Lets Talk About BOB

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Pick your poison, be it solar flare, hurricane, nuclear melt-down, zombies or whatever, you may have to bug-out to stay one step above it. If you do have to get on the move, precious hours or minutes can be lost in packing for what lies down the road. This time could mean the difference between getting away from the danger in time, and having to shelter in place and wait it out, hoping for the best. Being pre-packed and ready to go can help buy you that extra time. This means having a BOB.

What is a BOB?

A BOB is a Bug out Bag, in short a self-contained emergency survival kit to help get you down the road and keep you OK for a few days. The term originally came from the 'bail out bags' that 1940s pilots would carry with them in the event of having to ditch unexpectedly, but has evolved into the modern BOB.

There is a lot of goofy thought out there on bug out bags. As a rapidly deployable federal contractor, law enforcement trainer, and hurricane Katrina survivor, let me share my input if I may on what a good BOB is.

Typical BOB contents

Your BOB should enable you to survive for a minimum of 3 days and nights (72hours) before resupply. This amount of time is the crucial gap before you can expect to reach safety, or safety to reach you.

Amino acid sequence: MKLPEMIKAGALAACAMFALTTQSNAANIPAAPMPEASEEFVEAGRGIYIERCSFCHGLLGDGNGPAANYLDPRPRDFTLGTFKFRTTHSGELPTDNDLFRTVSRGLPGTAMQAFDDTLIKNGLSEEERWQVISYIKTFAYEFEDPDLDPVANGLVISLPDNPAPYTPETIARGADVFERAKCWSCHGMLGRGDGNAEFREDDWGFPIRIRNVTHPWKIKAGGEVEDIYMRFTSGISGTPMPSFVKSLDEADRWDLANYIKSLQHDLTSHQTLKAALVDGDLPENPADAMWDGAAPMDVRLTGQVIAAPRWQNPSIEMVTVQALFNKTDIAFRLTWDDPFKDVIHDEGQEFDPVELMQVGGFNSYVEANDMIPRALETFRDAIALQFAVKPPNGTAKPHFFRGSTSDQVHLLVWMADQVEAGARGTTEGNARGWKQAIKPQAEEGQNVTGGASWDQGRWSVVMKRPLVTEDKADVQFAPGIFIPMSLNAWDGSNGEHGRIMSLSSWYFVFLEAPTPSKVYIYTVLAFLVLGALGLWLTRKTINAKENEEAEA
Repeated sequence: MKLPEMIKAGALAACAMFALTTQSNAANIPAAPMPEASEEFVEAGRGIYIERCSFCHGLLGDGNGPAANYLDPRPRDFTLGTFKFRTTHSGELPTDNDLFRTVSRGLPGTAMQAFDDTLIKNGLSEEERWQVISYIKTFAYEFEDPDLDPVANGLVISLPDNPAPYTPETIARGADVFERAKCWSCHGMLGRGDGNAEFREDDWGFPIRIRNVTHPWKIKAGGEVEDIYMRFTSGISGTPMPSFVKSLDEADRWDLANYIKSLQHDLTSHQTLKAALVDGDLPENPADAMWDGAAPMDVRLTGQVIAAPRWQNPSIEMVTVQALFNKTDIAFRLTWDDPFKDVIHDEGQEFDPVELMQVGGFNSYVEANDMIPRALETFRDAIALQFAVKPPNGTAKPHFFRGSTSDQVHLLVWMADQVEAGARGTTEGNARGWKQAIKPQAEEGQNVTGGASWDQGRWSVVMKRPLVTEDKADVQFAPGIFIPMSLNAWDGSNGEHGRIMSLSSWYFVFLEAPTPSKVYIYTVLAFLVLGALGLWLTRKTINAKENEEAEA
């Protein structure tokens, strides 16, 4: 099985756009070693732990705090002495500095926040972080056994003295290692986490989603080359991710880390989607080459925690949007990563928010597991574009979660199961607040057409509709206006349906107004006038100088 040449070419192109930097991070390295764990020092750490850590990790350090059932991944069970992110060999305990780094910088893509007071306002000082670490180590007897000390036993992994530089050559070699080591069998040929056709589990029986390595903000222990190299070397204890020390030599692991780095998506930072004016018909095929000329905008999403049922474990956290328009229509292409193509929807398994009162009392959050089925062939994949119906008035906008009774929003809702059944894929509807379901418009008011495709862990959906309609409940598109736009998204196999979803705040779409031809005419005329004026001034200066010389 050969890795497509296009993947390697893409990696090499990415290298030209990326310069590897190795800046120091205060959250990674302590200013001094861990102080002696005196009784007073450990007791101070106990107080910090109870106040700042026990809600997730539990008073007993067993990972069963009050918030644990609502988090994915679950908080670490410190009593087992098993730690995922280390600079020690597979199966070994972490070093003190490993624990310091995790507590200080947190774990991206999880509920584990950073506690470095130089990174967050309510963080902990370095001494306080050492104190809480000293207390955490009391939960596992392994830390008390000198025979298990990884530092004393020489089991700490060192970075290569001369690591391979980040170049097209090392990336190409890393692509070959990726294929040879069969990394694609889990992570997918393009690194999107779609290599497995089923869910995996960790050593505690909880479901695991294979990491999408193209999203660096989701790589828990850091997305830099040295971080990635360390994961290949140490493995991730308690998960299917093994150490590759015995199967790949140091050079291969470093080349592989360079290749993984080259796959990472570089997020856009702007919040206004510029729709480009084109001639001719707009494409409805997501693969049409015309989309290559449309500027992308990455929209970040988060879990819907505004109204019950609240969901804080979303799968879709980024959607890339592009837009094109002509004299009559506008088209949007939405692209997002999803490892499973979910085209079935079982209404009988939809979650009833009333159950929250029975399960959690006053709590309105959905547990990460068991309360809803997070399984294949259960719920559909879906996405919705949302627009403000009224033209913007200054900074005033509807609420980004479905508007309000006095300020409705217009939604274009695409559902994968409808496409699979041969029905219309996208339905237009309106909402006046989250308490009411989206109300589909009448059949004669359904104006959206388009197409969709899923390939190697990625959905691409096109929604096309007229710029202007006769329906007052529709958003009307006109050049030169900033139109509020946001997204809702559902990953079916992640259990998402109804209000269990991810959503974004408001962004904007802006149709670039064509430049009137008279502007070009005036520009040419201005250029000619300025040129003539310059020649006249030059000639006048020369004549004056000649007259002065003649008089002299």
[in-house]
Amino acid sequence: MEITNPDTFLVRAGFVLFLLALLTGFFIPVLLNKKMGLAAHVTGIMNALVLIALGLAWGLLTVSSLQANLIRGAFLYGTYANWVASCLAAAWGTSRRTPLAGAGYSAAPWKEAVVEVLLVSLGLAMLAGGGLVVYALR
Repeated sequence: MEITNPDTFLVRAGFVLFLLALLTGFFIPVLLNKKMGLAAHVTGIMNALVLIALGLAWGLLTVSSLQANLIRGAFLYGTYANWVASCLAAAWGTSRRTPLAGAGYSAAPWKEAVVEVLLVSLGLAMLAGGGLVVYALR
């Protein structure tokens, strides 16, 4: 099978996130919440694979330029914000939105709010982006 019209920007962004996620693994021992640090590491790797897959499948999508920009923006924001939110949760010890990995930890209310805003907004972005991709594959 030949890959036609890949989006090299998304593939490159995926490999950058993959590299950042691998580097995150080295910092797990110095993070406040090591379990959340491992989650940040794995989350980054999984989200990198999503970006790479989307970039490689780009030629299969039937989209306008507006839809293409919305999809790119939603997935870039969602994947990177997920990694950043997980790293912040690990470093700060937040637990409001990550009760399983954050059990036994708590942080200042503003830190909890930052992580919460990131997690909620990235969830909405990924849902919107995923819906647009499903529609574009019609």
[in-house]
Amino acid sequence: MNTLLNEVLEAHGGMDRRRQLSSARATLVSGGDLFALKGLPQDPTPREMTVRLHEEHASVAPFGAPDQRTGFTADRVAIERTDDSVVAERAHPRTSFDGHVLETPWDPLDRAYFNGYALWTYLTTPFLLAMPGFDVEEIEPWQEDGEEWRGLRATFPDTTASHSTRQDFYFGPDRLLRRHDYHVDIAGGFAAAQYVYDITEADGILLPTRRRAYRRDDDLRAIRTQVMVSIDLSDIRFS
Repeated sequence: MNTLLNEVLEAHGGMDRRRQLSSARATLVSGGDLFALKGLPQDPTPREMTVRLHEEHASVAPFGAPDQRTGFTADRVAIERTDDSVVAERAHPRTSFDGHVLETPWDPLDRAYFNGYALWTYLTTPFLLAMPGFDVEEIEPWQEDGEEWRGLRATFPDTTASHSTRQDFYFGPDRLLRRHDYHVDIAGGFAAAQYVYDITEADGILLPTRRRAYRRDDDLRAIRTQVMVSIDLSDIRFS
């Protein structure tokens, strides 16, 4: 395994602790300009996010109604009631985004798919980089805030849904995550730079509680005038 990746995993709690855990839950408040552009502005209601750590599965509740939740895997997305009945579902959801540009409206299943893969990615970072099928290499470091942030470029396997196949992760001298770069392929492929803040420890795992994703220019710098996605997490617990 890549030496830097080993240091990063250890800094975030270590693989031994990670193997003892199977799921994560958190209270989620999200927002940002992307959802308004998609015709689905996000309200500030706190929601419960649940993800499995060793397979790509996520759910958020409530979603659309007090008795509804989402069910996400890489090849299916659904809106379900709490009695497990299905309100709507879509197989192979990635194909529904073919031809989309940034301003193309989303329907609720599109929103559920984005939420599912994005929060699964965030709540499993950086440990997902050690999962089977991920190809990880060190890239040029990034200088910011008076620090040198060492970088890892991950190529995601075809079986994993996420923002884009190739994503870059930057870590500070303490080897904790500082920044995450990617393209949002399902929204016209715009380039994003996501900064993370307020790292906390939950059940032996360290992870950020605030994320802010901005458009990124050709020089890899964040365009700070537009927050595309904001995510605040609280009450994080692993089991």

There are several schools of thought on how to pack a bug out bag. Many people fall into the trap of packing everything they (it) want rather than what they (it) need. This leaves you with a 120-pound rucksack that a Marine Force Recon operator would balk at.

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- This is not a realistic Bug Out Bag...

First, bring enough bag. I personally like the 3-day pack design currently used by the military and available from such suppliers as US Cavalry and Tactical Taylor. If you shop around you can get these for anywhere from $50-$100 and they are worth every penny. It is actually too large for what I need, which is good as the spare room allows for flexibility and extra last minute items. Try to select neutral colors such as tan, black or olive rather than hi-vis (in case you have to stash it temporarily) or camouflage (in case you need to blend into a crowd.)

The most important items are food and water. Water is heavy (about 8 lbs per gallon) but you are going to need at least a liter (about 33 ounces) to keep hydrated per day, per person. For 72-hours, you are looking at 99 ounces or about 3/4 of a gallon at a bare bones minimum just for drinking. A good start is to carry a Camelbak style hydration system and top it off every chance you get. Spare water can be in the form of a plastic wrapped case of bottled water in your trunk. Should you have to ditch your car, top off your Camelbak and take as many of these bottles as you can (here is where the spare room in your 3-day pack comes in at.)

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- Camelbak sells a series of packs that have built in hydration. They are a little pricey but can carry 100oz of water and 1000cu in of cargo in a subtle pack that can pass as a large laptop bag.

You can survive up to 20 days or more without eating, but you need to keep up your strength and energy and that means food. For food, MREs are good but they are heavy and take up a lot of space. A good compact alternative is survival tabs , which are neutral protein wafers. About a dozen will get you through the day. Double packed in good quality zip lock bags, a 3-day supply of these wafers is the size of a sandwich and weighs less than a pound. Add to this a few granola bars and some hard candy and you are good to go. A small jar of peanut butter can also augment your larder, but be careful and remember need over want here.